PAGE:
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    Chapter 7

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    Chapter 7
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    It was indeed cold outside, but Albert, heated by the liquor he had drunk and by the dispute, did not feel it. On reaching the street he looked round and rubbed his hands joyfully.

    The street was empty, but the long row of lamps still burned with ruddy light; the sky was clear and starry. "There now!" he said, addressing the lighted window of Delesov's lodging, thrusting his hands into his trouser pockets under his cape, and stooping forward. He went with heavy, uncertain steps down the street to the right. He felt an unusual weight in his legs and stomach, something made a noise in his head, and some invisible force was throwing him from side to side, but he still went on in the direction of Anna Ivanovna's house.

    Strange, incoherent thoughts passed through his mind. Now he remembered his last altercation with Zakhar, then for some reason the sea and his first arrival in Russia by steamboat, then a happy night he had passed with a friend in a small shop he was passing, then suddenly a familiar motif began singing itself in his imagination, and he remembered the object of his passion and the dreadful night in the theatre.

    Despite their incoherence all these memories presented themselves so clearly to his mind that, closing his eyes, he did not know which was the more real: what he was doing, or what he was thinking. He did not realize or feel how his legs were moving, how he swayed and bumped against the wall, how he looked around him, or passed from street to street. He realized and felt only the things that, intermingling and fantastically following one another, rose in his imagination.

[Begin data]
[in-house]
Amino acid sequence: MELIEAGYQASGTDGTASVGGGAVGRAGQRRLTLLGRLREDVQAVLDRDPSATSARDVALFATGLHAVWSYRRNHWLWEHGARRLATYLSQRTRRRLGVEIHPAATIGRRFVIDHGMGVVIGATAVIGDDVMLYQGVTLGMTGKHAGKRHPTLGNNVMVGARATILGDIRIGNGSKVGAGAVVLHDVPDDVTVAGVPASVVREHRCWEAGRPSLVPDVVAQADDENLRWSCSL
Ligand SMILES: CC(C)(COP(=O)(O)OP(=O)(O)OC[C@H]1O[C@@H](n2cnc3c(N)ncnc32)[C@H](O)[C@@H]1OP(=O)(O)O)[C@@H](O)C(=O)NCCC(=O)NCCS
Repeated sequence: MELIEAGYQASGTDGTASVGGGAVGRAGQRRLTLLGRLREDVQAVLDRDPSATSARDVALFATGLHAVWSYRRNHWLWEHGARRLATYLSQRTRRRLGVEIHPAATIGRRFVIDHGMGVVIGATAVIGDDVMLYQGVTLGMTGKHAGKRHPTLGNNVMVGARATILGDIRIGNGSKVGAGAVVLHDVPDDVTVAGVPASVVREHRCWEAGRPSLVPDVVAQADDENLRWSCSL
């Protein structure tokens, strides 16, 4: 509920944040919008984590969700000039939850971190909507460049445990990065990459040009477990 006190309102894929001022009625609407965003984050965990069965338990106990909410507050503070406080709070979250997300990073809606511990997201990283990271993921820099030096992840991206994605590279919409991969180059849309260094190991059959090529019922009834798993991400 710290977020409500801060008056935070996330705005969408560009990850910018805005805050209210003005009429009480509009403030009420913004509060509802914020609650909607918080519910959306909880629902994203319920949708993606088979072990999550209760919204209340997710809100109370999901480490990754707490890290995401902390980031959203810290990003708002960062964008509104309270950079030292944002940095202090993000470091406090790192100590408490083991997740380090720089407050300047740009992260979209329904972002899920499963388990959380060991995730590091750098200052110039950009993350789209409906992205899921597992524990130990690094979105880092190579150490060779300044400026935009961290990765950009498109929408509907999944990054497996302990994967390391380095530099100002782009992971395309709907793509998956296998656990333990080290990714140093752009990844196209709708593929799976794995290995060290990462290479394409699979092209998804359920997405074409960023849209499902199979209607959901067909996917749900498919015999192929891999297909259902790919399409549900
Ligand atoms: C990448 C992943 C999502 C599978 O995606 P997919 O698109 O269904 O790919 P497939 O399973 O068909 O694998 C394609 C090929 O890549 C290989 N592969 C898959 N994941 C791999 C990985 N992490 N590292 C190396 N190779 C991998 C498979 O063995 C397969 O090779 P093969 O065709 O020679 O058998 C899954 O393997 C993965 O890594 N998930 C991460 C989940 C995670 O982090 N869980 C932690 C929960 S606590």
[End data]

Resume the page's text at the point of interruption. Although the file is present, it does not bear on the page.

Passing along the Little Morskaya Street, Albert stumbled and fell. Coming to his senses for a moment he saw an immense and splendid building before him and went on. In the sky no stars, nor moon, nor dawn, were visible, nor were there any street lamps, but everything was clearly outlined. In the windows of the building that towered at the end of the street lights were shining, but those lights quivered like reflections. The building stood out nearer and nearer and clearer and clearer before him. But the lights disappeared directly he entered the wide portals. All was dark within. Solitary footsteps resounded under the vaulted ceiling, and some shadows slit rapidly away as he approached.

    "Why have I come here?" thought he; but some irresistible force drew him on into the depths of the immense hall. There was some kind of platform, around which some small people stood silently.

    "Who is going to speak?" asked Albert. No one replied, except that someone pointed to the platform. A tall thin man with bristly hair and wearing a parti-coloured dressing-gown was already standing there, and Albert immediately recognized his friend Petrov.

    "How strange that he should be here!" thought he.

    "No, brothers!" Petrov was saying, pointing to someone. "You did not understand a man living among you; you have not understood him! He is not a mercenary artist, not a mechanical performer, not a lunatic or a lost man. He is a genius - a great musical genius who has perisheed among you unnoticed and unappreciated!"

    Albert at once understood of whom his friend was speaking, but not wishing to embarrass him he modestly lowered his head.

    "The holy fire that we all serve has consumed him like a blade of straw!" the voice went on, "but he has fulfilled all that God implanted in him and should therefore be called a great man. You could despise, torment, humiliate him," the voice continued, growing louder and louder - "but he was, is, and will be, immeasurably higher than you all. He is happy, he is kind. He loves or despises all alike, but serves only that which was implanted in him from above. He loves but one thing - beauty, the one indubitable blessing in the world. Yes, such is the man! Fall prostrate before him, all of you! On your knees!" he cried aloud.